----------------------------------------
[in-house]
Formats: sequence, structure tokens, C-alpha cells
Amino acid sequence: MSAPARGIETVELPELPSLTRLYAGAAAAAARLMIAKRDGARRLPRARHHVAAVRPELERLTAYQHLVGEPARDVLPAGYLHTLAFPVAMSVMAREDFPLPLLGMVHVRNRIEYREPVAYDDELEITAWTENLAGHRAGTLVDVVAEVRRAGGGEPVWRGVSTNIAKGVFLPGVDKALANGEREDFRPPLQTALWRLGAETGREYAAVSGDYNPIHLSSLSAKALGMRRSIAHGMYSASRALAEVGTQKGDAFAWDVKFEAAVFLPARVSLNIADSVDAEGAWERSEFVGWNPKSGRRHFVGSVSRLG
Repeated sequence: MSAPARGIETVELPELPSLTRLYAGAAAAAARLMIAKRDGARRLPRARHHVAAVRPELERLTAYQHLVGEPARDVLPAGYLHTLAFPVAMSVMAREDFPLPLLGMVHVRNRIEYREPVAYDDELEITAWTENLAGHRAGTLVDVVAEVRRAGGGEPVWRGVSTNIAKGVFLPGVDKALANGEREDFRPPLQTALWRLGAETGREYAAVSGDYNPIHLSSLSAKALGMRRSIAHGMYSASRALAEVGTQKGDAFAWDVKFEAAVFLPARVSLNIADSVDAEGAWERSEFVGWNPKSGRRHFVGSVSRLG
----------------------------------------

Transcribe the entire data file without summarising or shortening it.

[in-house]
Formats: sequence, structure tokens, C-alpha cells
Amino acid sequence: MSAPARGIETVELPELPSLTRLYAGAAAAAARLMIAKRDGARRLPRARHHVAAVRPELERLTAYQHLVGEPARDVLPAGYLHTLAFPVAMSVMAREDFPLPLLGMVHVRNRIEYREPVAYDDELEITAWTENLAGHRAGTLVDVVAEVRRAGGGEPVWRGVSTNIAKGVFLPGVDKALANGEREDFRPPLQTALWRLGAETGREYAAVSGDYNPIHLSSLSAKALGMRRSIAHGMYSASRALAEVGTQKGDAFAWDVKFEAAVFLPARVSLNIADSVDAEGAWERSEFVGWNPKSGRRHFVGSVSRLG
Repeated sequence: MSAPARGIETVELPELPSLTRLYAGAAAAAARLMIAKRDGARRLPRARHHVAAVRPELERLTAYQHLVGEPARDVLPAGYLHTLAFPVAMSVMAREDFPLPLLGMVHVRNRIEYREPVAYDDELEITAWTENLAGHRAGTLVDVVAEVRRAGGGEPVWRGVSTNIAKGVFLPGVDKALANGEREDFRPPLQTALWRLGAETGREYAAVSGDYNPIHLSSLSAKALGMRRSIAHGMYSASRALAEVGTQKGDAFAWDVKFEAAVFLPARVSLNIADSVDAEGAWERSEFVGWNPKSGRRHFVGSVSRLG